Originally growing in clustered colonies in sand dunes and gravelly piles along the edges of the sea in South Korea, Japan and Eastern China, this species was selected for cultivation mainly because of its hardiness and it’s ability to be breed with other rose species. Therefore, there are many double-flowered and sterile cultivars and breeds of this species available in the horticultural trade, although for the most part I have only seen the straight species planted in public places.

Naturally, the flowers have light pink to dark purple slightly wrinkled petals with a faint sugary-sweet fragrance and a white center. Like other rose species, the flower petals can be eaten raw, added to salads or sandwiches, used in potpourris or soaked in water to make rosewater, a very expensive but easily made natural food flavoring. Of course, be careful to avoid getting pricked by the vicious thorns that, although soft and rubbery when young, quickly harden and become a threat to wild harvesters. A tea made from the flowers has a particularly profound affect on the liver and spleen, helping to cleanse.

My favorite aspect of this rose is the fruit that is produced. Rose fruits are referred to as hips, and are biologically very similar to the morphology of an apple or pear, with an astringent skin concealing lusciously sweet flesh surrounding a cluster of seeds in the center. Many rose hips are small and very fiddly to collect and eat, but the hips of the Ramanas rose can be between 2 or 3 centimeters in diameter. The layer of flesh is also surprisingly thick, and has a wonderful texture and flavor.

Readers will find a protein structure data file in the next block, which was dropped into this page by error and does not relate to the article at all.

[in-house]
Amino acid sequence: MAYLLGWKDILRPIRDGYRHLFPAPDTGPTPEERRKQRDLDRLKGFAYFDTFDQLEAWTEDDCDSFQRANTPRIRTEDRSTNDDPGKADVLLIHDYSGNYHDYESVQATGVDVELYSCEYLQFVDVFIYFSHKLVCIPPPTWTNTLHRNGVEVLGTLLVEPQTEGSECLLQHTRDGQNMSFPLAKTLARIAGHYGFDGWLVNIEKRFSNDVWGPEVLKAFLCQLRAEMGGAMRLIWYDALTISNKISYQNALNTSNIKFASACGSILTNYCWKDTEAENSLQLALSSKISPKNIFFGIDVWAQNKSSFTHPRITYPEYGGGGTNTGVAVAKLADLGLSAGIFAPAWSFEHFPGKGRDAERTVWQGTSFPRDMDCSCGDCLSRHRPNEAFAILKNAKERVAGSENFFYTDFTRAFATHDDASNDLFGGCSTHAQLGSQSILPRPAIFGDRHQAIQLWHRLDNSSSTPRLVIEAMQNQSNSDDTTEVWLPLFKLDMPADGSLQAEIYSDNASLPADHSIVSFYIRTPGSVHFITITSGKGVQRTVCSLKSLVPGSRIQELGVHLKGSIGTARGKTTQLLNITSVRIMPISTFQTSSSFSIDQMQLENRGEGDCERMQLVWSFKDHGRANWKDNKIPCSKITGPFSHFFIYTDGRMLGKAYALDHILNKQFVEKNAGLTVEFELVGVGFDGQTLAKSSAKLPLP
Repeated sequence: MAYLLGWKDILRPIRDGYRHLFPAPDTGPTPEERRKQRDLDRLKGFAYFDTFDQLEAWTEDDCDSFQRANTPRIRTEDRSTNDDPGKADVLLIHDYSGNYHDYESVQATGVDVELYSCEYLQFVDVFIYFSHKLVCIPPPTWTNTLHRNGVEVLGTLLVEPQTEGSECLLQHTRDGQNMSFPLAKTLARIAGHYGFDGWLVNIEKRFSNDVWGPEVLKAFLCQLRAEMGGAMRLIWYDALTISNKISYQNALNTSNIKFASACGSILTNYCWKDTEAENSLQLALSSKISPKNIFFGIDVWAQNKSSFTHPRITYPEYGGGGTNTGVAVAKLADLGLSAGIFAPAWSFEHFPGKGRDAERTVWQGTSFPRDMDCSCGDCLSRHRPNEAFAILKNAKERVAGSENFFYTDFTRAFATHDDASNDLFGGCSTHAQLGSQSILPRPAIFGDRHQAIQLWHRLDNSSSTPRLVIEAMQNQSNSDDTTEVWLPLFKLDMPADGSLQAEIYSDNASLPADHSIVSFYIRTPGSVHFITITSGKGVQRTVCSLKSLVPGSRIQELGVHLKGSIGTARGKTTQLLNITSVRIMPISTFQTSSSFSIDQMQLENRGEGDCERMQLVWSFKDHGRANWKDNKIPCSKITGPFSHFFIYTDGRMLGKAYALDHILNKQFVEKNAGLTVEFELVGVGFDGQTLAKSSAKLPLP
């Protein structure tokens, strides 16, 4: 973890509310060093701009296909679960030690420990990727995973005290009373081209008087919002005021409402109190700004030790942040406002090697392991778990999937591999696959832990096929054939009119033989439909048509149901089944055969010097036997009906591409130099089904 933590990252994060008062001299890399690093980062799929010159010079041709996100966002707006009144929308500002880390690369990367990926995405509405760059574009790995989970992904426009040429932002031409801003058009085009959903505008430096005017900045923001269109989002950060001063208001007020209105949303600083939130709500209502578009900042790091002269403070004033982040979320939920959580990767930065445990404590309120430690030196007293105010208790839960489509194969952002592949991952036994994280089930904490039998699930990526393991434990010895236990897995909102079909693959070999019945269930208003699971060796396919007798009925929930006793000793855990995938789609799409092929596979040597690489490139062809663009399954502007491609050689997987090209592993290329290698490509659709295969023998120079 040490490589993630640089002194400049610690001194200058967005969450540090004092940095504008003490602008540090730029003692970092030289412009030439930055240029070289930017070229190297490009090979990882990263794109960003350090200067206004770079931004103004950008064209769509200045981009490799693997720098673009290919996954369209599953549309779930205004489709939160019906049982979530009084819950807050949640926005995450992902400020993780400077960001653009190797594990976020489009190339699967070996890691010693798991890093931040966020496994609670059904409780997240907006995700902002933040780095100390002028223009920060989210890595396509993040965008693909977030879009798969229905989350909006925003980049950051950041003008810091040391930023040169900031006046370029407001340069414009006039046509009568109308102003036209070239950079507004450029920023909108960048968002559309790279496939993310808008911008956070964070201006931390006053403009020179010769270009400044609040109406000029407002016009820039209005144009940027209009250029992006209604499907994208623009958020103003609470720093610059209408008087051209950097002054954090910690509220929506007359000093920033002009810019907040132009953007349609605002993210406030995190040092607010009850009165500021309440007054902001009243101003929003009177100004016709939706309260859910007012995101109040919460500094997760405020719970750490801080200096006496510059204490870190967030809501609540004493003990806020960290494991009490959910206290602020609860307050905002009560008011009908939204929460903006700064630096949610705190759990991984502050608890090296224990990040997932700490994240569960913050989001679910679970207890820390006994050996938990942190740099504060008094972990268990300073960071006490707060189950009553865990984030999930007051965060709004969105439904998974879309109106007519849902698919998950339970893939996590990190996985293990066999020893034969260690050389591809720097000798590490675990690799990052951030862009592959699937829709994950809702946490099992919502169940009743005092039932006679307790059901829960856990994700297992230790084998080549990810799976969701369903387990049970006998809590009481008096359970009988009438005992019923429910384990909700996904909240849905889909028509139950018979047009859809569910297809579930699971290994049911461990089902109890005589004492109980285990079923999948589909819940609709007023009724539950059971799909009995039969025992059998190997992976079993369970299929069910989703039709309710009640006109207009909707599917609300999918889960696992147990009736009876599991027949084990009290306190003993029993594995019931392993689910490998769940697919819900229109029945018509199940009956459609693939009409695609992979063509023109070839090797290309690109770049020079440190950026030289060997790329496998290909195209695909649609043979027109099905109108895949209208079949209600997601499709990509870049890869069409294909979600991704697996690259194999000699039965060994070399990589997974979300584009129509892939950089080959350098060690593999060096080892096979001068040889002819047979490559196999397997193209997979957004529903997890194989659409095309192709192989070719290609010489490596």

The hips are produced in clusters from the start of flowering which occurs in mid to late spring. If the hips are harvested as soon as they are ripe in mid-summer, another flush of flowers may produce another crop of hips in autumn. As the hips ripen, they turn orange and finally a bright, deep red. Once the skin starts to wrinkle slightly, they can be picked and eaten out of hand, preserved as jam, made into a fruit compote, or mushed and incorporated into a sweet and savory sauce. Rose hips are famously rich in vitamin C, as well as vitamins E, A, flavonoids and essential fatty acids, which may be important in preventing the formation or spread of various cancers.